Immediately upon returning to our camp site, I proceeded to start the grill while Clint worked on our camp fire. Since making fire is the most primitive activity pre-historic man ever engaged in, you’d think we’d burn the forest down having 3 men standing by with charcoal, lighters and kindling.
Once the grill and camp fire finally produced some flames, we settled down and decided it would be a good idea to consume more beer. After my 2nd beer, I developed a terrible case of hiccups. To put this in context for the un-initiated, my hiccups are a cross between the bark of a German Shepard and the squawk of an obnoxious parrot.
Right away, Clint and Marque, between laughs, pleaded for me to shut up as they were afraid I’d piss off our ‘neighbors’.
Like clock-work, the female from the adjacent camp site came over and screamed, “you guys need to be quiet, you’re too loud and will wake our kids!” By this time, I was holding my breath, apologizing at the same time as were Clint and Marque.belligerent husband appeared and gave us all an ultimatum, mainly yelling in Clint’s face, “you guys have two choices: either put your fire out and go to sleep, or pack your shit and go home!” REALLY?
Let’s examine the logistics: Clint is built like a ‘brick-shit-house’ and looks like he manages a gym. I’d be scared of him if I didn’t know he was a great guy and I wasn’t fueled by an alcohol-induced bravado warping my sense of reality. Plus Marque and I were back-up! We immediately started laughing as if this the best joke ever told, then tried talking sense in to him. He stormed off, kicking our camp fire while complaining about his sleeping kids….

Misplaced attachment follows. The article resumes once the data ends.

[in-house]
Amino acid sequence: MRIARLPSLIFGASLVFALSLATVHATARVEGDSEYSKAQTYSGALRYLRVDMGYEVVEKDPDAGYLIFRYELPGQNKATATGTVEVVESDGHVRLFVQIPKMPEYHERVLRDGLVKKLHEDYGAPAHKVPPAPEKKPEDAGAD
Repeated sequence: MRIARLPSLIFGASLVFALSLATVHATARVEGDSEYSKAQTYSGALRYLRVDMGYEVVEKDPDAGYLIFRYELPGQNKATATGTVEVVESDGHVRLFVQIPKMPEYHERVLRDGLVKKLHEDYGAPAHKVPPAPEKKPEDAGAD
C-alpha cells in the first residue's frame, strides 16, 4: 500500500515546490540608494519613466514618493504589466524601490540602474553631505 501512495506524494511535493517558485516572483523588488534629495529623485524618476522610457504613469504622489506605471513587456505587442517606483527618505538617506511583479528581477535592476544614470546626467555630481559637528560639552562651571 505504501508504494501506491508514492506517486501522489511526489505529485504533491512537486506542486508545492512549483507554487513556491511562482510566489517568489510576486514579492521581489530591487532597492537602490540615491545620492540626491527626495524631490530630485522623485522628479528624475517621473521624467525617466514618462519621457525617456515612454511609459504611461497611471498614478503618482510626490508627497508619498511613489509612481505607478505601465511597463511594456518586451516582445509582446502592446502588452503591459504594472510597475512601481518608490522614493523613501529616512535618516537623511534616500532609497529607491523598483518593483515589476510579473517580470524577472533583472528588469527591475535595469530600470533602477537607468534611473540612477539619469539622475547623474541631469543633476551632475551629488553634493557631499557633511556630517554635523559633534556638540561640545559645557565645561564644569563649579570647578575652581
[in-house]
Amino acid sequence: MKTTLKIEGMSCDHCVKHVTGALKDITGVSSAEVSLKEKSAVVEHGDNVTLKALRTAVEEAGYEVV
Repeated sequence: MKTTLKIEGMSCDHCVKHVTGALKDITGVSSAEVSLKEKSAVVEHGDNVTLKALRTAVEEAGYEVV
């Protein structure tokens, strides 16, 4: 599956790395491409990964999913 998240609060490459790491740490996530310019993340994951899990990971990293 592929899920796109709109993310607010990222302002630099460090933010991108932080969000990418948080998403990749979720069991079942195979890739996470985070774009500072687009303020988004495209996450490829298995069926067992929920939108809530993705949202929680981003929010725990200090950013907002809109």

The next morning, our ‘neighbor’ returned, apologizing profusely, citing that it was his birthday and he was very drunk. As we packed up our belongings, we observed he and his wife doing the same. The two of them. As we drove away, Clint suddenly stopped and said to the woman, “We’re so sorry for waking your kids!” Looking confused, her face screamed,‘KIDS? WHAT KIDS? Oh yeah, I forgot I told them I had kids….’